In putting together this guidance, we have considered information that participants might want or need to know about when they stop taking part in a study early, as well as information that researchers might want or need to tell participants about. There is therefore a wide range of possible things to communicate to participants.
In this guidance, we have suggested that information can be grouped into the following areas (covered in more detail in the sections that follow this one, with examples where helpful).
We acknowledge there may well be some overlap between some of the topics covered in these areas. However, we might assume many participants may not read all of the information front-to-back, but instead use it to understand the key points and find information they are particularly interested in. On this basis, a small amount of duplication means participants are more likely to find answers to their questions (because there is more than one ‘route’ to the answers).
Organising the information
The best ways to organise the information will depend on the study, and involved patients can advise about what works for the study and its participants.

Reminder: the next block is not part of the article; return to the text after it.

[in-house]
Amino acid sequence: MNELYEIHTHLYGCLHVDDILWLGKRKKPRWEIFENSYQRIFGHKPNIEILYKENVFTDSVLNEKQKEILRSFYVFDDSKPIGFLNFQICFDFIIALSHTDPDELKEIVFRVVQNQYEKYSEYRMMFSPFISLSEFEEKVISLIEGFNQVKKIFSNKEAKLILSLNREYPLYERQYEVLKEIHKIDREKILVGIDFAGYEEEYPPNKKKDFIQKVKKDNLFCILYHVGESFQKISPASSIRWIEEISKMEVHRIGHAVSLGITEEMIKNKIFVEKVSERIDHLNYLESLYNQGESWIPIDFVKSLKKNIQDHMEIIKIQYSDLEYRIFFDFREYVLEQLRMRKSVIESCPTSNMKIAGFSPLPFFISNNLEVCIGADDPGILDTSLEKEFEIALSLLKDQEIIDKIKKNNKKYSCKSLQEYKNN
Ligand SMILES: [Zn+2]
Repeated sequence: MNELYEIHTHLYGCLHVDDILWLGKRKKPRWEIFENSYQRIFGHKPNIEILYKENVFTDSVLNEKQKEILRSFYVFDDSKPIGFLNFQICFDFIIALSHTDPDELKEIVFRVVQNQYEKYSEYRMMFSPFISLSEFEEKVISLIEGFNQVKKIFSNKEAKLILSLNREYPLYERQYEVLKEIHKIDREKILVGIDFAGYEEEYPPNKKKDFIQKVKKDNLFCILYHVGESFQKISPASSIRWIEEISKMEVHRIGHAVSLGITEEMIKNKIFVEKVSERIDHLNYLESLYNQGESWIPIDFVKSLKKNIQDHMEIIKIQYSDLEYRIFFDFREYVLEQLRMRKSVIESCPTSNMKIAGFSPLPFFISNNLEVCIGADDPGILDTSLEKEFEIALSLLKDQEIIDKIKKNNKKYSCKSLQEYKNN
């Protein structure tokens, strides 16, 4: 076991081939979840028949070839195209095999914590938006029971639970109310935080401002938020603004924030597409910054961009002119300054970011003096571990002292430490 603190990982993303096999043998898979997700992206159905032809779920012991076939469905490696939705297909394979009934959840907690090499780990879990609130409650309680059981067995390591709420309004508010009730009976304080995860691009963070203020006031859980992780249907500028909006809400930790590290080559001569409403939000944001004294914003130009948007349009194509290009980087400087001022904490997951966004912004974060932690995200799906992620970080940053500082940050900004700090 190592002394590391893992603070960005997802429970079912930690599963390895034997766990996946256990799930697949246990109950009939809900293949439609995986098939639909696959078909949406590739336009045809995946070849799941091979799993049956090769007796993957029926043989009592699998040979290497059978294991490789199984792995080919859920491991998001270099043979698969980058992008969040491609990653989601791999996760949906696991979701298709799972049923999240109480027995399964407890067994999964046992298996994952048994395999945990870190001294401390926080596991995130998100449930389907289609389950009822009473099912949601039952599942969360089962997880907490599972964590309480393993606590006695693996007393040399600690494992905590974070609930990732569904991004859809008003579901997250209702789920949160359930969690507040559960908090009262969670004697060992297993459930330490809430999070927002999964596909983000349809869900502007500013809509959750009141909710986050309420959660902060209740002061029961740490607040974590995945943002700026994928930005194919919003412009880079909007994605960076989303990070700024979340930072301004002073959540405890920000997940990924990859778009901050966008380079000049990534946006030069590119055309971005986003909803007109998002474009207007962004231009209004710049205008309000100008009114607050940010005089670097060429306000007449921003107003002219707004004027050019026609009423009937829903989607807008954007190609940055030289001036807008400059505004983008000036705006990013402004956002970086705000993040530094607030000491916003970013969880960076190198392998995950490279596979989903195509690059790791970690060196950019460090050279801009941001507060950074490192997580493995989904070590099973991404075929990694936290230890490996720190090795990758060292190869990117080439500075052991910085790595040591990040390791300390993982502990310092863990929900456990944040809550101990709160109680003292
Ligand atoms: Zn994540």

Who should the information come from?
It may be appropriate and practical for important new information and signposting to come from the participant’s primary contact for the study, for example the doctor or nurse they usually see, rather than from a research sponsor who may not usually be in contact with them.
Reminding participants of the pre-study information
A lot of relevant information about stopping participation will have been contained in the information each participant was given before they agreed to take part in the study. It might be appropriate to give participants another copy of this (or the last version that they gave consent to, if they updated their written consent during the study) when they stop taking part. However, this might not be necessary if it has not been long since they gave their original consent.